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CHMO-UTH'YG - A/K/A THE GUNSLINGER JOMO

(See words to Jomo Song below)

My brother, Chmo-uth'yg (otherwise known as Jomo) was around in the area that became known as the wild west, around the 1830s and 1840s and again in the 1870s.

At first, Native Americans asked him to help him with their problems with the invading whites. But due to the general Yuggya non interference directive, Jomo could not help them ward off an entire cultural invasion that, on hindsight, represented a whole new and progressive way of life to come. Personal vengeance is one thing, but interfereing with entire civilizations and millions of people is not allowed. Jomo stuck around to try to help the best he could with personal issues, however he didn't have to do this.

Come the decade of the 1830s, the West was having new problems. Native Americans, who had been driven out of the East since the mid 1820s, were now being pushed further and further West. Farmers and cattle ranchers were getting in each other's way. More and more wagon trains were encroaching on the terroritory that the Native Americans had been pushed into.

Jomo, who had stuck around and gotten to know some fine human beings, got pissed off at the tragedies they had to endure. It's not good to piss off a Yuggya.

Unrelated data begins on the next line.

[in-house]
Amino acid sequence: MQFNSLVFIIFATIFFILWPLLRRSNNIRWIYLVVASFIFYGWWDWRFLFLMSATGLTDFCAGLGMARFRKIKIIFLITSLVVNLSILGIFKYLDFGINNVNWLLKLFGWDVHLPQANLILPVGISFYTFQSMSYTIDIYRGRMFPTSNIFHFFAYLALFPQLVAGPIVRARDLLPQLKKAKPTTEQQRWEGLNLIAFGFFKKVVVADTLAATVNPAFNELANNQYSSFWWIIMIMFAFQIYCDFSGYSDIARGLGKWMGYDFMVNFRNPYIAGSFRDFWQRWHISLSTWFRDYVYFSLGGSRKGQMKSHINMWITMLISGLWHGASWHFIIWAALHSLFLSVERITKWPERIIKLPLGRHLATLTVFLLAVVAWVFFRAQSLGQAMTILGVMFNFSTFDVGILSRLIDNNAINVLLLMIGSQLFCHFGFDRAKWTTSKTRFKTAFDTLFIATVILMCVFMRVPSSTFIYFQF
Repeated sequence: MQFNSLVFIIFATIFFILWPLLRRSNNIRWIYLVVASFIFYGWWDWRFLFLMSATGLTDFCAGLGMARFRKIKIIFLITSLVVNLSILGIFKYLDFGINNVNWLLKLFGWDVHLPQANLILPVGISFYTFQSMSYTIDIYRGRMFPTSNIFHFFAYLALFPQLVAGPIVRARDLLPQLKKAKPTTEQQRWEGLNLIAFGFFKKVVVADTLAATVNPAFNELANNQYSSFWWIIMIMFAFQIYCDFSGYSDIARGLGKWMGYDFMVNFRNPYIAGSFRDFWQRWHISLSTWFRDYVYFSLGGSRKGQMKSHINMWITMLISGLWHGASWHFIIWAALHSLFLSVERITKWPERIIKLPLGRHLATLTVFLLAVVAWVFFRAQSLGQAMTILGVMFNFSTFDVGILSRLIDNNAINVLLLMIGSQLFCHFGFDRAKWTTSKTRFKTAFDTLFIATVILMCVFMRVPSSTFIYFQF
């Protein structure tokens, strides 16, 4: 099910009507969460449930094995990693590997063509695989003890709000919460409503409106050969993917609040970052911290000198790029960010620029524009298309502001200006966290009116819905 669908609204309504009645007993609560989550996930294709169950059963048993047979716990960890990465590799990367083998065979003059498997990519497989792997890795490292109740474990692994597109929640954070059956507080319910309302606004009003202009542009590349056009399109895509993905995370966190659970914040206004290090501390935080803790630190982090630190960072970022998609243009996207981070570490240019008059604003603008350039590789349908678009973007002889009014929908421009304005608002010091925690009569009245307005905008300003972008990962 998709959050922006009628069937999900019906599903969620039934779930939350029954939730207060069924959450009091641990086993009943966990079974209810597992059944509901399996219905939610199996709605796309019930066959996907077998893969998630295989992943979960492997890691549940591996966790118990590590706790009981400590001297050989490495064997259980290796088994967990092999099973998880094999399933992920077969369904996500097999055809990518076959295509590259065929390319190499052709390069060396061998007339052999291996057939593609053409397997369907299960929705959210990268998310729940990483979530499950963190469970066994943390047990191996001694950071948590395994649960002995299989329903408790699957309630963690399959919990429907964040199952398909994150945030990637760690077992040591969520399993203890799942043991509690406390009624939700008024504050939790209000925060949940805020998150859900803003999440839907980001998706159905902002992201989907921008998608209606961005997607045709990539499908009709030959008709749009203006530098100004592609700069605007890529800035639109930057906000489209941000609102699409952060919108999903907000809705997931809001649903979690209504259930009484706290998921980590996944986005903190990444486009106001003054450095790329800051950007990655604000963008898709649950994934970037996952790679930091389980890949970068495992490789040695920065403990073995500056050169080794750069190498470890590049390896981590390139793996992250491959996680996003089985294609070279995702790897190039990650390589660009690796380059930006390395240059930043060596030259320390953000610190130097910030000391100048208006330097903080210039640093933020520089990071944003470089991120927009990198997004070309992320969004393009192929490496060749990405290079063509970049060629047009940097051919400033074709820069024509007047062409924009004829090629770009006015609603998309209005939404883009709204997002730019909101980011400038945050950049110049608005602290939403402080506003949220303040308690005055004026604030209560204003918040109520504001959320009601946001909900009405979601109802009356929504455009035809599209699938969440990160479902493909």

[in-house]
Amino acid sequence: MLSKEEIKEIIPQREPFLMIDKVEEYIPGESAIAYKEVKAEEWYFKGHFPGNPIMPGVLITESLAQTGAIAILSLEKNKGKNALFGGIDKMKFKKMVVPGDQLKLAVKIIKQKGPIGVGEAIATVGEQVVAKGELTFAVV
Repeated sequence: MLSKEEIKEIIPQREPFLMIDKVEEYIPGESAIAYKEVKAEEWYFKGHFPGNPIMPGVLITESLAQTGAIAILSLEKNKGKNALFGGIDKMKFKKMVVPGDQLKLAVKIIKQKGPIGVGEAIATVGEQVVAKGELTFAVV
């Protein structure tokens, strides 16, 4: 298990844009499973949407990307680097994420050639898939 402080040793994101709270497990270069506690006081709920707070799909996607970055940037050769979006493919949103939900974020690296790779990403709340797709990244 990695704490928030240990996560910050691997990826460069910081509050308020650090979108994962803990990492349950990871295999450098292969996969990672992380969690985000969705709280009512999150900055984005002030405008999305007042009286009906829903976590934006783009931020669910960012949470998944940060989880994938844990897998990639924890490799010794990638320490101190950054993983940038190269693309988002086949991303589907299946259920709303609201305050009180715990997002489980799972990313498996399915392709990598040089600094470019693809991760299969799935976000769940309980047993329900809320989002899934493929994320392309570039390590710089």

As a result of many other things that transpired, around the 1840s, he personally wrecked vengeance on many wagon trains and gave whatever he took back to the Native Americans, whose land had been stolen. He did not do this by using any of our own ultra advanced weaponry. He used human weapons and/or his own natural abilities and strength.

The Native Americans said that Jomo could walk between the spaces and vanish at will; they said he could split the spaces open; they said he had the strength of 1,000 men. Indeed, Yuggya are very strong, a lot stronger than what the Natives thought.

Later, in the 1870s, Jomo resurfaced again. He came to be known as the fastest gun in the west (we do have very fast reflexes...) Again, he wrecked vengeance, this time against the railroads. By now, you might get the idea that Jomo had a thing about trains, wagon or metal; but that's just not true. He did this in order to divert the trains from their route across certain areas of Kansas.

Here is a telegram to a famous US Marshall warning of Jomo:

Jomo was never caught. They'd not have been able to kill him or detain him even if they did catch him. However, catching him was the first part of the problem. It was tried and it was found to be impossible.

During his stay on the surface in the mid to late 1870s, he chanced upon a woman that was in a terrible state after the townsfolk of Dodge ran her out of town.